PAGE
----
Helping seniors move

Moving a lifetime of belongings from one house to another, as is often the case for seniors, can be a particularly stressful experience.

Whether they are moving because of a death of a partner, the house has gotten too big and they are struggling cope or if they are moving to a retirement home, chances are they will need to downsize. If they have lived in the house for a long time and have many years of memories there, getting rid of belongings they’ve gathered over a lifetime can be very daunting.

That’s why, as part of the International Day of Older Persons on October 1, we’ve put together a list of top tips to help give your elderly relative a stress free moving experience.

1. Arrange the move well in advance

Circumstance may mean that you need to move your relative quickly. However, if you have the time, plan the move for a few months’ time. Sorting through years of stuff is difficult, tiring and sometimes emotionally painful. Elderly people also take time to adjust to change and the last thing you want is for them to feel rushed or forced into moving before they are ready

2. Divide up the tasks into small chunks

It’s impossible to expect an elderly person to pack up their whole house in one weekend. Start easy by getting them to do a small area of packing. Work through one area and one cupboard at a time so as not to overwhelm them with the enormity of the task. To make it easier still, get them to begin in a room that has the least sentimental attachment like the guest bedroom or bathroom. Keep packing to a few hours at a time.

3. Get them involved

Lives are busy and there is a good chance you will want to get in there and start sorting out your elderly relative’s belongings as quickly as possible. They will likely need a lot of help with packing but be careful not to take over. You may know that they need to get rid of stuff but be mindful to involve them in the decision making process of what stays and goes.

If your elderly relative is physically unable to do the packing, they can still assist. Have them sit in a comfortable spot near where you are working so that they can easily talk and guide you as you are sorting.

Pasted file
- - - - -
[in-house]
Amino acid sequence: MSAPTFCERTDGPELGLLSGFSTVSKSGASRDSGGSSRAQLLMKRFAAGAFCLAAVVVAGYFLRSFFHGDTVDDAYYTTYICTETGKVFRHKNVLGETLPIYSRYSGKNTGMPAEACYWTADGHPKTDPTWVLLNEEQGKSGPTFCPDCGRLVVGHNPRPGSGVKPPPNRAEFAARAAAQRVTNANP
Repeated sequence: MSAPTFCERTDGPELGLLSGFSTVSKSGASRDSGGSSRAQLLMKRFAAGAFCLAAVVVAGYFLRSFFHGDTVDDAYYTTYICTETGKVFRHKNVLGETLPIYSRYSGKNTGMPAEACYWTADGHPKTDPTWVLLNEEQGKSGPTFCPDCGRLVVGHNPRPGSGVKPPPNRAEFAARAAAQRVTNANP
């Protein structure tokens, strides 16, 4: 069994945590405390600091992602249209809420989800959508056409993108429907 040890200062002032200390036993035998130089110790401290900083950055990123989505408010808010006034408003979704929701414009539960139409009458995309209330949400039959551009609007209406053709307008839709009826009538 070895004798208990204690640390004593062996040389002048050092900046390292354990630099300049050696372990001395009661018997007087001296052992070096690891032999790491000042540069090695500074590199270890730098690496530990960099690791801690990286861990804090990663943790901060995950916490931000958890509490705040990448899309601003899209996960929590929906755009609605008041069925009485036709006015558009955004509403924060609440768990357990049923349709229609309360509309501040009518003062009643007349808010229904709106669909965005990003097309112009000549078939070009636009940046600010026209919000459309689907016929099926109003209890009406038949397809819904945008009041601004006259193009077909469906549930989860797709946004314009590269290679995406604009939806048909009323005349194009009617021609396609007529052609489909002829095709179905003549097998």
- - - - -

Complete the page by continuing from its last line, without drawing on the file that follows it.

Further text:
When you arrive at the new place, don’t just start unpacking their things and put them where you think they should go. Ask your relative how they would like the house set out and where they prefer things to go.

4. Take photos

Many elderly people don’t adjust to change as well as they used to. One way to ease the anxiety surrounding the move is to set up their new home as similar as possible to their old one. Using photos of their old home you can place objects in very similar ways and in the correct rooms. Be as detailed as you can from arranging the bedroom furniture to placing the family pictures on the wall.

5. Be patient

Try to maintain calm and patience when helping your elderly relative move homes. If they seem to be taking a long time packing an area and keep getting stuck flicking through old photographs, leave them be. This is an important part of the moving process.

Understand that their brain may not be as sharp as it once was, and their response time may be slower than what you would like. Getting impatient with them won’t get anything accomplished.

At all times be kind and listen to their stories. Put yourself in their shoes, appreciate their history, and remember, you are there to provide physical and emotional support.

6. Hire removalists

Professional removalists such as Grace Removals can take care of the move from start to finish, including arranging packing and unpacking. They have all the right equipment to move large items easily and therefore reducing the risks of breakages or damage. It also means your relatives won’t feel obliged to help or won’t feel guilty watching you carry boxes back and forth to a truck.

Grace Removals can help you arrange a moving schedule that suits your elderly relative and ensures an easy transition to their new home.